The Crooked Lake Review

Summer 2002

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Climbing on the Falls

in "the Gulf" at Hammondsport


Samuel H. Hammond

from Wild Northern Scenes, 1857

It happened when I was a boy, at the old homestead, in the valley that stretches to the south-west from the head of Crooked Lake. That valley is hemmed in by high and steep hills, and at the time of which I speak, was much more beautiful in my view than it is now. There was no village there then, and the farms which stretched from hill to hill were greatly less valuable than they are now; but the woods and pastures, and meadows, lay exactly in the right places, and had among them partridges, and squirrels, and pigeons, and cattle, and sheep enough to make things pleasant; besides, there were plenty of trout in those days, in the stream that flows along through the valley midway between the hills.

On the north side, coming down through a gorge, or "the gulf," as we used to call it, was a stream which, in the dry season of the year, was a little brook trickling over the rocks, and which, in the spring freshets, or when the clouds emptied themselves on the mountain, was a wild, foaming, roaring and resistless torrent. In following this stream into "the gulf," you walked on a level plain between walls of rock, rising two or three hundred feet on either hand, and a dozen or more rods apart, until you came to 'the falls,' down which the stream rushed with a plunge and a roar, when its back was up, or over which, in the dry season, it quietly rippled. These 'falls' were not perpendicular, but steep as the roof of a Dutch barn, and it was a great feat to climb them when the steam was low.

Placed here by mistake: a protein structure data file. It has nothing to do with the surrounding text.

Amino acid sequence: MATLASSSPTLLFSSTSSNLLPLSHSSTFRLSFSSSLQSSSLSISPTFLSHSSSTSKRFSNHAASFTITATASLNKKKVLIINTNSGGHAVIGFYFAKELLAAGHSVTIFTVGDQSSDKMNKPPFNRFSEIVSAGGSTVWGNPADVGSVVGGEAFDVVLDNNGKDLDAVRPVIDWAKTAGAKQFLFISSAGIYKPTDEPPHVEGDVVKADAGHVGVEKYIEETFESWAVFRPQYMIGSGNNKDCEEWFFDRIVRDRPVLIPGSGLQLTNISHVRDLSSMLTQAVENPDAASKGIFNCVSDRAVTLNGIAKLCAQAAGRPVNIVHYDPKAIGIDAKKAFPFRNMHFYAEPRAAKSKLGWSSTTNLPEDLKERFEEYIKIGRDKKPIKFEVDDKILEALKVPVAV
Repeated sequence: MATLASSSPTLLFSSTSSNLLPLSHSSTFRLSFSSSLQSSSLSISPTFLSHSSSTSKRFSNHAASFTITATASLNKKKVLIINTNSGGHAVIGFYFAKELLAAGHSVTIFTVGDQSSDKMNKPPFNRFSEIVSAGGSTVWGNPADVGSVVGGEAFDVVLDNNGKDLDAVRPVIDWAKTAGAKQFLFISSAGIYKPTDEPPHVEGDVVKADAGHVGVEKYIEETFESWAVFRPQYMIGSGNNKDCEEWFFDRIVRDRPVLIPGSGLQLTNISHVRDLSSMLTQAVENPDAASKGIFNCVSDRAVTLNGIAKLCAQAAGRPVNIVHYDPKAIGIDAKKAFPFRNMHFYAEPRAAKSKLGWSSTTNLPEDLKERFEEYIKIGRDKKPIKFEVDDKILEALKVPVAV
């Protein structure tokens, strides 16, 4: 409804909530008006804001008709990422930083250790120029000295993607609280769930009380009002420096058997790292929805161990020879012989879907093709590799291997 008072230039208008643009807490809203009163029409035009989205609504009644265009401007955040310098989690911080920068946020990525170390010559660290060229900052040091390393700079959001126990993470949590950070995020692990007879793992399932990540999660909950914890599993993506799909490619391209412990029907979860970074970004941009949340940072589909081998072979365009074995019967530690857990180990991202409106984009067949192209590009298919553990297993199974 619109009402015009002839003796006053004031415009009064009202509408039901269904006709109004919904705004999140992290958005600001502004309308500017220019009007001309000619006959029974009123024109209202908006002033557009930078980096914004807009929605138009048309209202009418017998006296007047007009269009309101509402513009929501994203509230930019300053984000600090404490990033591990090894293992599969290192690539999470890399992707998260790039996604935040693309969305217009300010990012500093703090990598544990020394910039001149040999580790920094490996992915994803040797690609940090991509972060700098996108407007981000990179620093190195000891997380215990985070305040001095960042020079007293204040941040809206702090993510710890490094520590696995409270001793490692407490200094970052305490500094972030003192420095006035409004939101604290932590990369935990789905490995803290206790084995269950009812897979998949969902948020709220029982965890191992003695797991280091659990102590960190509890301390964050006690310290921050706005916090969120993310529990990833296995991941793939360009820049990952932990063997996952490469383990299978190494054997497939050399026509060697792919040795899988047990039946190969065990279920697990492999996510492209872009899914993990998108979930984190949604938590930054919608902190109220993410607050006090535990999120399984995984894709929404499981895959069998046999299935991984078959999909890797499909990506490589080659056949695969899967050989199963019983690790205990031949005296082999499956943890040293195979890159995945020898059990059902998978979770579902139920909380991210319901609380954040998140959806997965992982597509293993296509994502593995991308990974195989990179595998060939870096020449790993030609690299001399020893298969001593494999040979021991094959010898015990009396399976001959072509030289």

Ascending about fifty feet, you came to a broad flat rock, large and smooth as a parlor floor, and which in the summer season was dry. Well, one day, in company with a boy who was visiting me, I went up to the 'falls,' and we concluded to climb the shelving rocks to the 'table'; and taking off our shoes and stockings, entered upon the perilous ascent—for such to some extent it was. Hands and feet, fingers and toes, were all put in requisition. My friend began the ascent before I did, and was half way up when I started. I ought to have said, that at the foot of the 'falls,' was a basin, worn away by the torrent, and in which the water, clear and cold, then stood to the depth of three or four feet.

We were toiling painfully up, when I heard a rush above, and in an instant my friend came like an arrow past me, sliding down the shelving rocks on his back, or rather in a half-sitting posture, his rear to the rocks. I won't undertake to say that the fire flew as he went by me, for the rocks were slate, and therefore such a phenomenon was not likely to occur, but the entire absence of the seat of my friend's pantaloons, and the blood that trickled down to his toes, showed that the friction was considerable. As he passed me, I heard him exclaim, "Thank God," and the next instant he plunged into the cold water at the base of the falls. What there was to be thankful for in such a descent over the rocks, I could not at the time comprehend, as the chances were in favor of a broken back, or neck, or some other consummation equally out of the range of gratitude, in an ordinary way. He came up out of the water blowing and snorting like a porpoise with a cold in his head, and waded to the shore.

"Come down," he shouted, which I did, not quite so far or fast as he did, but fast enough to make an involuntary plunge, head foremost, into the pool at the bottom. The occasion of his catastrophe was this: he had ascended so near the table rock, that his hands were upon it, and was lifting himself up, when, as his eyes came above the surface, the edge upon which his hands with most of his weight rested, gave way, and he started for the basin below. But he had a view of what satisfied him that to this accident he owed his life, and it was a sense of gratitude for his escape, that prompted the exclamation I heard as he went bumping past me. Coiled on the rock above, and within reach of his face, were several large rattlesnakes. And he always insisted that one made a spring at him, as his hands gave way, and he put out for the basin into which he plunged. He was good deal bruised, but his escape from the poisonous reptiles reconciled him to that.

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